Tick tock, tick tock

The Washington Times Weekly - - Editorials -

It was al­ways a sym­bol and no more, but a pow­er­ful one. The keep­ers of the so-called Dooms­day Clock, which first be­gan tick­ing in 1947, are ex­pected to turn the clock’s stark hands ahead this morn­ing to re­flect the in­creas­ing risk of nu­clear Ar­maged­don.

The Bul­letin of the Atomic Sci­en­tists cites Iran’s nu­clear am­bi­tions, North Korea, un­se­cured Rus­sian ma­te­ri­als, the con­tin­ued ex­is­tence of 2,000 “launchready” U.S. and Rus­sian nukes, ter­ror­ism and the cli­mate-in­duced turn to civil­ian nu­clear power to ex­plain the move. It’s worth not­ing that the clock will now be closer to mid­night than at any point since the end of the Cold War — which is as trou­bling as it is fit­ting and jus­ti­fied.

Since 1945, the Bul­letin of Atomic Sci­en­tists has as­sessed and pub­li­cized the ma­jor nu­clear is­sues of the day, not al­ways per­fectly, as it turned out, but al­ways to the end of bet­ter­ing pub­lic aware­ness of the nu­clear peril. There can be no sec­ondguess­ing the turn­ing of the clock now. Not with the mor­tal dan­gers of the present mo­ment in world his­tory.

We face Ira­nian nu­clear am­bi­tions that are, as far as Western­ers can sur­mise, lack­ing in peace­able in­tent what they have in de­ter­mi­na­tion and cou­ple with vows to wipe Is­rael off the map — all while Iran sup­ports the type of rad­i­cal ter­ror­ists who are them­selves most likely suit­ors of nu­clear weaponry. We face an in­scrutable North Korea, which proudly an­nounces the Korean bomb, fires mis­siles over sov- ereign neigh­bors’ ter­ri­tory and deals in the world’s worst nu­clear-pro­lif­er­a­tion rings. We face the on­go­ing pos­si­bil­ity that fis­sile ma­te­rial and crit­i­cal nu­clear tech- nol­ogy could leak from old Soviet mis­sile sites — in­clud­ing the pos­si­bil­ity that such leak­age has al­ready taken place.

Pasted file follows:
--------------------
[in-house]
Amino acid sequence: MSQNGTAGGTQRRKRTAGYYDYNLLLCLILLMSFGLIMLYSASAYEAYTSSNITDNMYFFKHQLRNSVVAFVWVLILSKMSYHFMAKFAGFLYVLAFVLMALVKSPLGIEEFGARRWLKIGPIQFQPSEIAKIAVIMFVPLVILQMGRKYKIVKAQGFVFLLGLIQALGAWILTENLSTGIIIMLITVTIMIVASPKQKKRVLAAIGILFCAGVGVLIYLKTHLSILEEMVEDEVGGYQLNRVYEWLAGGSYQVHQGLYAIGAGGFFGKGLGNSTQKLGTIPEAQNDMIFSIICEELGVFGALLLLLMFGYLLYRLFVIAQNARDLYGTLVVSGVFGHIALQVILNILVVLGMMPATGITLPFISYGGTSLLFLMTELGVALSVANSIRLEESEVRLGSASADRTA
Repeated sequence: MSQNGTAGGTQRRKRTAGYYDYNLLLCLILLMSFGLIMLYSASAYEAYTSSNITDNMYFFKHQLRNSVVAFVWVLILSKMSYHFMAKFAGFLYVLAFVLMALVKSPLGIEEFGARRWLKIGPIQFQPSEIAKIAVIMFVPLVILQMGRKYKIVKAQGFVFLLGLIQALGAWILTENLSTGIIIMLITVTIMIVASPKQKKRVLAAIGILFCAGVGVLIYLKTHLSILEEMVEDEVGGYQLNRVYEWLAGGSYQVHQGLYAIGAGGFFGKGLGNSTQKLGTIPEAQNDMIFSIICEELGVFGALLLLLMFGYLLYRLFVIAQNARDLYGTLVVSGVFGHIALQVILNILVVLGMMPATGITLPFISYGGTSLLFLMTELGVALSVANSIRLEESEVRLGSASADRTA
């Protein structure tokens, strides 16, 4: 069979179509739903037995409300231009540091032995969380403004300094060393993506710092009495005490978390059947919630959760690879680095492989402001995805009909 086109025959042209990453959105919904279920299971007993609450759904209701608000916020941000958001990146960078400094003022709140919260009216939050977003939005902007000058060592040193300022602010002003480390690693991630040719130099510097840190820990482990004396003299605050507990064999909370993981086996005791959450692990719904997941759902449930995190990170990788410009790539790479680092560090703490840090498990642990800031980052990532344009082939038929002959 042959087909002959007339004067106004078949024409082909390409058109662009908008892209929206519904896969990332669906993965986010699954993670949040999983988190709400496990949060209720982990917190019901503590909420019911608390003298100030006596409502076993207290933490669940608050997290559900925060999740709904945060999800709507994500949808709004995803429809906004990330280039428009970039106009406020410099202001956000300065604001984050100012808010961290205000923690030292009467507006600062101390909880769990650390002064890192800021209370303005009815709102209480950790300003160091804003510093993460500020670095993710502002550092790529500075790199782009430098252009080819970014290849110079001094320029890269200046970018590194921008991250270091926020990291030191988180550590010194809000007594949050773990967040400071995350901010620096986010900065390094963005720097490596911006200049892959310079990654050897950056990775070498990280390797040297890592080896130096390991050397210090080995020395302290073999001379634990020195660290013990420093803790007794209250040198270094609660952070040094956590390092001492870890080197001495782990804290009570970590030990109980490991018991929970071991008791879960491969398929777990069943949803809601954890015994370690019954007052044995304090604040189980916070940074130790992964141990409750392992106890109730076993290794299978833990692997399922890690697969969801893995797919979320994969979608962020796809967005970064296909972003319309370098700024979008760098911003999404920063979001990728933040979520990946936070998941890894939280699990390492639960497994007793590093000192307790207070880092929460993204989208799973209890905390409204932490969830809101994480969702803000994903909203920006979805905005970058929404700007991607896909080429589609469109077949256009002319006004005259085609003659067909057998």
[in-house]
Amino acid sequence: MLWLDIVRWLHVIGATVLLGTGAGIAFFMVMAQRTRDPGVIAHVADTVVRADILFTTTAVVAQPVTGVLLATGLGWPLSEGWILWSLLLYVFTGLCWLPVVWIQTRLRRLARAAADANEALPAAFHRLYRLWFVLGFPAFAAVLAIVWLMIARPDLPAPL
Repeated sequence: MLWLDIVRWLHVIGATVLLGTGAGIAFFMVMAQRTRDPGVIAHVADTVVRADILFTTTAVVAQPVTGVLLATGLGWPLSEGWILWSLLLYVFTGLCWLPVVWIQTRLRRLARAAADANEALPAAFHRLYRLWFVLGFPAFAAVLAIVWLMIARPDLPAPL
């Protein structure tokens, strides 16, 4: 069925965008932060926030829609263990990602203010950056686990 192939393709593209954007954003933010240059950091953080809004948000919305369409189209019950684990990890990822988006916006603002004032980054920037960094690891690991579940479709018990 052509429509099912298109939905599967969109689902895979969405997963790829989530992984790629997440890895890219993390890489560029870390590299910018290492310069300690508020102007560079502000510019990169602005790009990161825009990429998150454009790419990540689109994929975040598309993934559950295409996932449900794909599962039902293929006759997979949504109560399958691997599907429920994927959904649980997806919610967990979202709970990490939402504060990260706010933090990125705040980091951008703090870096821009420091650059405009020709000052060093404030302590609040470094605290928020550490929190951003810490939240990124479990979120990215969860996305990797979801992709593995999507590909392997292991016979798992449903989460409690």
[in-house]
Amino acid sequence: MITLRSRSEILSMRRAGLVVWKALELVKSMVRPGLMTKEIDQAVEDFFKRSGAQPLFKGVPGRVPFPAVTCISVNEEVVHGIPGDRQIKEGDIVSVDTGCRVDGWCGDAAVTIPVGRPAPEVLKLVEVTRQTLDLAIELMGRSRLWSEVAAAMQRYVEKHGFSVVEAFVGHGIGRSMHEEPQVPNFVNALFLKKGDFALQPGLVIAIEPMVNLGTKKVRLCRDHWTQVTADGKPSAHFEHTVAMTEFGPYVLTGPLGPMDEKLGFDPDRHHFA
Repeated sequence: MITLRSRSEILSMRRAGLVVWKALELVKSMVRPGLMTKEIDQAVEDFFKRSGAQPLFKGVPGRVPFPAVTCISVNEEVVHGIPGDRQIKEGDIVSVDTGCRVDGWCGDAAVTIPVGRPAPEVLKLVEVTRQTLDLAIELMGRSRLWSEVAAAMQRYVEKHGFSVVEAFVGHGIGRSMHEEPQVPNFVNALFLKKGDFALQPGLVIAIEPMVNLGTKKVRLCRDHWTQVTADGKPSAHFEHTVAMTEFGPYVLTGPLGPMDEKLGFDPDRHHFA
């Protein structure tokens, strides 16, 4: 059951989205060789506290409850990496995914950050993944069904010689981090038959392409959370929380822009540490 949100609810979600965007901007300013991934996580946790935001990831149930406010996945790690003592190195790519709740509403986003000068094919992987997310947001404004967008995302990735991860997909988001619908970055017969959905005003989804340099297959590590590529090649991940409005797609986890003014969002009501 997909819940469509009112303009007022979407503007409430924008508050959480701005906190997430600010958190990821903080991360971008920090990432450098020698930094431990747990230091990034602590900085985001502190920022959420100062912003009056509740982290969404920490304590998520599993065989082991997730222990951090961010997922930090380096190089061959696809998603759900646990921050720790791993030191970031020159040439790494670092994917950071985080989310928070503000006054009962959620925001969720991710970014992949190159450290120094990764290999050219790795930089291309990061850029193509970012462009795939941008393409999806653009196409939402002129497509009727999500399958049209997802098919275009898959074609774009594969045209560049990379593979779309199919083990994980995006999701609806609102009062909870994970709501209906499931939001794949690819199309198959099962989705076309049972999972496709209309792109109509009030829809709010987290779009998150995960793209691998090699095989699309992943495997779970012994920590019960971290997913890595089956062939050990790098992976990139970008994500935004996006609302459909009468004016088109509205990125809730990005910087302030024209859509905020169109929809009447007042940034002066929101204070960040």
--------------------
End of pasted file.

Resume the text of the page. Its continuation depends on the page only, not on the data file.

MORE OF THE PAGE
Amer­i­can and Rus­sian ar­se­nals, though surely less dan­ger­ous than they once were, are still per­ilous in the event of ac­ci­dent or un­fore­see­able calamity, and the Rus­sian arse­nal faces its own unique set of cir­cum­stances. Its ruler’s soul may have been seen by Pres­i­dent Bush, fa­mously, but to no end but trou­ble. Vladimir Putin’s in­creas­ingly au­to­cratic rule is sug­ges­tive of, if not out­right bor­rowed from, the bad old days of Soviet Com­mu­nism. There is the po­ten­tial, too, for a nu­clear arse­nal to fall into the hands of a col­laps­ing or post-coup gov­ern­ment.

Lastly there is re­newed in­ter­est in civil­ian nu­clear tech­nol­ogy in­spired in part by hopes that its use could stem global warm­ing. We heartily sup­port the ex­pan­sion of civil­ian ap­pli­ca­tions of nu­clear tech­nol­ogy but have no doubt that, all else be­ing equal, this in­creases to some de­bat­able de­gree the vul­ner­a­bil­ity and ex­po­sure of nu­clear ma­te­ri­als to the wider pop­u­la­tion, in­clud­ing to those ter­ror­ists and per­sons who aim to use them wrongly — es­pe­cially in the de­vel­op­ing world.

The clock is tick­ing, and no ob­server can pos­si­bly be po­si­tioned to claim that the warn­ings were in­suf­fi­cient. We can hear the tick­ing, loud and clear.

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